PURPOSE: Morning blood pressure (BP) surge is associated with the increased cardiovascular and cerebrovascular events among patients with hypertension (HT). It was reported that obstructive sleep apnea (OSA) was strongly associated with both daytime and nighttime HT and it was suggested that increased sympathetic overactivation induced by OSA resulted in such HT. However, there were few reports which showed the relation between OSA and HT with morning BP surge.
METHODS: We investigated 431 consecutive OSA patients who were not treated with antihypertensive drugs and underwent overnight polysomnography (PSG) in 2005. BP was measured in the early morning and just before overnight PSG. HT was defined as average BP [(morning BP + nighttime BP)/2] ≥ 135/85 mmHg and morning BP surge was defined as ▹BP (morning BP-nighttime BP) ≥ 15/10 mmHg. According to these criteria, all patients were classified into 4 groups; HT with morning BP surge, sustained HT, normotensive with morning BP surge, normotensive. Anthropometric data, PSG findings and LF/HF which was computed from the analysis of heart rate variability using electrocardiogram during PSG, were assessed and compared among 4 groups.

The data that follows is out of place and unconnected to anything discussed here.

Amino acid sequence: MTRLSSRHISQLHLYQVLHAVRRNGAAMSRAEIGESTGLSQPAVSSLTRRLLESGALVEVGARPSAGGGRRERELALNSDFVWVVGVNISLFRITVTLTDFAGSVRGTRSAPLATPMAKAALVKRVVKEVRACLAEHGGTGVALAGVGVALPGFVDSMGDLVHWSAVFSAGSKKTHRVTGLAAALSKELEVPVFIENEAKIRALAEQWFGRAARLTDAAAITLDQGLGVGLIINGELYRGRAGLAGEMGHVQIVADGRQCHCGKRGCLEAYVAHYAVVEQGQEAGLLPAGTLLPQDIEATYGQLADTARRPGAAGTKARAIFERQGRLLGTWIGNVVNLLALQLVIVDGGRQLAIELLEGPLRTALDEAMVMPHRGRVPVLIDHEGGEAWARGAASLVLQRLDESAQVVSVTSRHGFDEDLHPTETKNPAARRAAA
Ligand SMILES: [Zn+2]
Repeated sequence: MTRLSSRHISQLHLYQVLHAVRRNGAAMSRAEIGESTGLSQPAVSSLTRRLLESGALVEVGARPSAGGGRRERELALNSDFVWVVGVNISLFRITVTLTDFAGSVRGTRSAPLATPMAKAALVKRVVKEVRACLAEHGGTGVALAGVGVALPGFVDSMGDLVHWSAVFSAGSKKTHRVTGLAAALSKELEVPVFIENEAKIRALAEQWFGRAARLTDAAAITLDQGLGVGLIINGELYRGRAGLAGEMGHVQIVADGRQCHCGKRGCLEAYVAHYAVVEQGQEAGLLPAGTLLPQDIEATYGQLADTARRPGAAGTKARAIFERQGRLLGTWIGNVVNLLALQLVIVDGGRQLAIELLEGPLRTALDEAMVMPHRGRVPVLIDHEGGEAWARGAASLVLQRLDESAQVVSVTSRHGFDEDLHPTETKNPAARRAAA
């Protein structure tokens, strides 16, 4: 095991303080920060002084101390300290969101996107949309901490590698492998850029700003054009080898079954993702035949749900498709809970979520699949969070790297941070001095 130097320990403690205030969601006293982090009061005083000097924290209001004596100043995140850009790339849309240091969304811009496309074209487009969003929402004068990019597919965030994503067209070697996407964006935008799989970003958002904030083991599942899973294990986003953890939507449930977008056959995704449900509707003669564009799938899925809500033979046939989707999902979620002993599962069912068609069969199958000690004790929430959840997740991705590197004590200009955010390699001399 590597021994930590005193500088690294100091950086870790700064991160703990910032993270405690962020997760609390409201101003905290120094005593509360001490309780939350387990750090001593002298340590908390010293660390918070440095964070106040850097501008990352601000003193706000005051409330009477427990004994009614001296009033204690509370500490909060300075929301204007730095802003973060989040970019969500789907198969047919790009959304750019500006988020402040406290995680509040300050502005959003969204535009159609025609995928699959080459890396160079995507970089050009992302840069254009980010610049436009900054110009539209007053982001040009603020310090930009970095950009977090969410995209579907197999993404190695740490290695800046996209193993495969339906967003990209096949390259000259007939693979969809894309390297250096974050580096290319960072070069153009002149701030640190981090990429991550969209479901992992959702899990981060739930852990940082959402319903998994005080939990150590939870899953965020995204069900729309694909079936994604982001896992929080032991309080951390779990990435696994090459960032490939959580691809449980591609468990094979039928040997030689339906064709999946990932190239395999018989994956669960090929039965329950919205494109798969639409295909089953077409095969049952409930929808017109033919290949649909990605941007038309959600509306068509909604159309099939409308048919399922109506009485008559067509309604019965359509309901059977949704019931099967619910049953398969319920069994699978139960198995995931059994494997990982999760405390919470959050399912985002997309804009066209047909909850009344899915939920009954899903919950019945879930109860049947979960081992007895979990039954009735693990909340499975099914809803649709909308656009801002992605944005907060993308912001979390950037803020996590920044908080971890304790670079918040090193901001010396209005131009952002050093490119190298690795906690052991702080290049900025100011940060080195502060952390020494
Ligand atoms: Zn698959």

RESULTS: Sixty two patients (14.3%) revealed HT with morning BP surge, 74 patients (17.2%) revealed sustained HT, 112 patients (26.0%) were normotensive with morning BP surge, 183 (42.6%) were normotensive. Patients with HT with morning BP surge revealed significantly older (54.3 ± 10.5, P<0.01), higher body mass index (28.0 ± 3.7kg/m2, P<0.01), apnea-hypopnea index (54.5 ± 22.9 events/h, P<0.01), arousal index (48.8 ± 21.3 events/h, P<0.01) and LF/HF (7.83 ± 5.15, P<0.05).
CONCLUSION: The prevalence of HT with morning BP surge among patients with OSA was high, and increased sympathetic overactivity plays an important role in the association between OSA and HT with morning BP surge.
CLINICAL IMPLICATIONS: High prevalence of HT with morning BP surge might be associated with the increased risk of cardiovascular and cerebrovascular events among patients with OSA.
DISCLOSURE: Minae Kamata, No Financial Disclosure Information; No Product/Research Disclosure Information